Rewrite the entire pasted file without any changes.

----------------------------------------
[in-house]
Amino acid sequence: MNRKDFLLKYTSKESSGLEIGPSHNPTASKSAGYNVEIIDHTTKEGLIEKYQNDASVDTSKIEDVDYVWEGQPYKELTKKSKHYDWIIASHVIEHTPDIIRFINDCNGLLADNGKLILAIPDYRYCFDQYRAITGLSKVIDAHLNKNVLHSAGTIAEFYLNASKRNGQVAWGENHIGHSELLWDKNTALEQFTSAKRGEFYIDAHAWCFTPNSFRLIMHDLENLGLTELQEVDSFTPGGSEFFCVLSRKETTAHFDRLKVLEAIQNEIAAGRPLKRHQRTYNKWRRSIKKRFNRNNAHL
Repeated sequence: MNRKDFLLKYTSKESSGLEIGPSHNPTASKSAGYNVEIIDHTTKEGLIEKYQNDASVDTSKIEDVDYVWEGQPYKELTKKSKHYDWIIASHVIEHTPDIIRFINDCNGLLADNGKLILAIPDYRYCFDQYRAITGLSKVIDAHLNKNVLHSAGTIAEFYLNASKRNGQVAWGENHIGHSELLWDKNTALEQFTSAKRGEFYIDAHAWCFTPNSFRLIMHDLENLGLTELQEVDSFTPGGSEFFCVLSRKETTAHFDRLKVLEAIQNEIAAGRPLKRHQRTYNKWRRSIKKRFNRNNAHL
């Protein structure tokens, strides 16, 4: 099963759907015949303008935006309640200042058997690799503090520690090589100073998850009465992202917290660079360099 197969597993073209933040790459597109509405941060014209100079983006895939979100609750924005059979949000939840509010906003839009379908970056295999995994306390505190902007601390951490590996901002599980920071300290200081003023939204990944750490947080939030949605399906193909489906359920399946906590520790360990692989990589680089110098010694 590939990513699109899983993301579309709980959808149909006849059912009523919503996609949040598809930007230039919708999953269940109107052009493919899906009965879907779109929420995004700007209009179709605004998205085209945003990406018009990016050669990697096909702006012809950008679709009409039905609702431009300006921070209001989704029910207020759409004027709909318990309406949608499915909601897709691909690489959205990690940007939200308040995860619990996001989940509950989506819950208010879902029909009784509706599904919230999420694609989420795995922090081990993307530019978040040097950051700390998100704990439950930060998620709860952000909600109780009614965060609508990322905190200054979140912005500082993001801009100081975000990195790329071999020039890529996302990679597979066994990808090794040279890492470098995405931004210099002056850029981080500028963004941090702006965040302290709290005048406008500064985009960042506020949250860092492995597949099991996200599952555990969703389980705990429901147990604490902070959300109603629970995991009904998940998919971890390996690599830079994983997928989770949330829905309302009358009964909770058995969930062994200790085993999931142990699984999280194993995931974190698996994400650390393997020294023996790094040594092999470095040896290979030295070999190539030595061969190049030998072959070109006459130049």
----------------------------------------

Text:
[in-house]
Amino acid sequence: MNRKDFLLKYTSKESSGLEIGPSHNPTASKSAGYNVEIIDHTTKEGLIEKYQNDASVDTSKIEDVDYVWEGQPYKELTKKSKHYDWIIASHVIEHTPDIIRFINDCNGLLADNGKLILAIPDYRYCFDQYRAITGLSKVIDAHLNKNVLHSAGTIAEFYLNASKRNGQVAWGENHIGHSELLWDKNTALEQFTSAKRGEFYIDAHAWCFTPNSFRLIMHDLENLGLTELQEVDSFTPGGSEFFCVLSRKETTAHFDRLKVLEAIQNEIAAGRPLKRHQRTYNKWRRSIKKRFNRNNAHL
Repeated sequence: MNRKDFLLKYTSKESSGLEIGPSHNPTASKSAGYNVEIIDHTTKEGLIEKYQNDASVDTSKIEDVDYVWEGQPYKELTKKSKHYDWIIASHVIEHTPDIIRFINDCNGLLADNGKLILAIPDYRYCFDQYRAITGLSKVIDAHLNKNVLHSAGTIAEFYLNASKRNGQVAWGENHIGHSELLWDKNTALEQFTSAKRGEFYIDAHAWCFTPNSFRLIMHDLENLGLTELQEVDSFTPGGSEFFCVLSRKETTAHFDRLKVLEAIQNEIAAGRPLKRHQRTYNKWRRSIKKRFNRNNAHL
């Protein structure tokens, strides 16, 4: 099963759907015949303008935006309640200042058997690799503090520690090589100073998850009465992202917290660079360099 197969597993073209933040790459597109509405941060014209100079983006895939979100609750924005059979949000939840509010906003839009379908970056295999995994306390505190902007601390951490590996901002599980920071300290200081003023939204990944750490947080939030949605399906193909489906359920399946906590520790360990692989990589680089110098010694 590939990513699109899983993301579309709980959808149909006849059912009523919503996609949040598809930007230039919708999953269940109107052009493919899906009965879907779109929420995004700007209009179709605004998205085209945003990406018009990016050669990697096909702006012809950008679709009409039905609702431009300006921070209001989704029910207020759409004027709909318990309406949608499915909601897709691909690489959205990690940007939200308040995860619990996001989940509950989506819950208010879902029909009784509706599904919230999420694609989420795995922090081990993307530019978040040097950051700390998100704990439950930060998620709860952000909600109780009614965060609508990322905190200054979140912005500082993001801009100081975000990195790329071999020039890529996302990679597979066994990808090794040279890492470098995405931004210099002056850029981080500028963004941090702006965040302290709290005048406008500064985009960042506020949250860092492995597949099991996200599952555990969703389980705990429901147990604490902070959300109603629970995991009904998940998919971890390996690599830079994983997928989770949330829905309302009358009964909770058995969930062994200790085993999931142990699984999280194993995931974190698996994400650390393997020294023996790094040594092999470095040896290979030295070999190539030595061969190049030998072959070109006459130049």